Harvard-Westlake to make history with three starting pitchers on MLB’s opening day
As if Matt LaCour isn’t busy enough these days, with 22 of the Studio City Harvard-Westlake High athletic director’s teams — including football, basketball, baseball and softball — in action, he will go into next-level multi-tasking mode Thursday.
While layering his normal duties with the logistical challenges of supervising so many overlapping, pandemic-altered seasons, LaCour will try to soak in as much of a historic day for Major League Baseball and his school as he can.
At noon PDT, LaCour will fire up his office television to watch Atlanta Braves left-hander Max Fried take the mound against the Philadelphia Phillies in Citizens Bank Park.
An hour later, on his computer or iPad, he’ll queue up a live stream of the St. Louis-Cincinnati game from Great American Ball Park, where right-hander Jack Flaherty will pitch for the Cardinals.
And late in the afternoon, LaCour will slip out of the office and drive to Anaheim to watch Chicago White Sox right-hander Lucas Giolito start a 7 p.m. game in Angel Stadium.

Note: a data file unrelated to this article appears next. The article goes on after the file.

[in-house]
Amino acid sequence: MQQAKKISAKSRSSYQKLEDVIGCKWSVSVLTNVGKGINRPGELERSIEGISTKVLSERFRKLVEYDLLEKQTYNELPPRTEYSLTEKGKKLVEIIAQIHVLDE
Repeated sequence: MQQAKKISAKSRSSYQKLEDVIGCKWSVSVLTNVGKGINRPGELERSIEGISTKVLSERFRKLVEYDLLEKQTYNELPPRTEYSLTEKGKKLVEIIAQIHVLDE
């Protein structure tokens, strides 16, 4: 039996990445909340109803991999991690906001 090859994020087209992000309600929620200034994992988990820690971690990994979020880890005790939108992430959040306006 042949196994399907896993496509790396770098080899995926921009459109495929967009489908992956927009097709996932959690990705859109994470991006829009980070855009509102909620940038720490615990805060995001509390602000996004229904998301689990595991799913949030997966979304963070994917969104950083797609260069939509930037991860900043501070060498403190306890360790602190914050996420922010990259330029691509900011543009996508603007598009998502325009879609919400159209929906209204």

The Dodgers are proud of their 2020 championship, but they want to win the World Series again in 2021 so they can celebrate alongside more fans.
It will mark the first time in baseball history that three players from the same high school team — Giolito, Fried and Flaherty were Harvard-Westlake teammates in 2012— will make opening-day starts in the same season.
“I’ll be running around with my head cut off,” said LaCour, who spent nine years as the school’s baseball coach before becoming AD in 2015. “But opening day will definitely be a lot more special this year.”
Flaherty, 25, and Giolito, 26, are established aces and were named opening-day starters on Feb. 25 and March 15, respectively. Fried, 27, was not a lock for opening day on a superb Braves staff but got the nod last Thursday, completing the Harvard-Westlake trifecta.
“We wanted to be mainstays in the big leagues. That was something we talked about all the time.”
— Lucas Giolito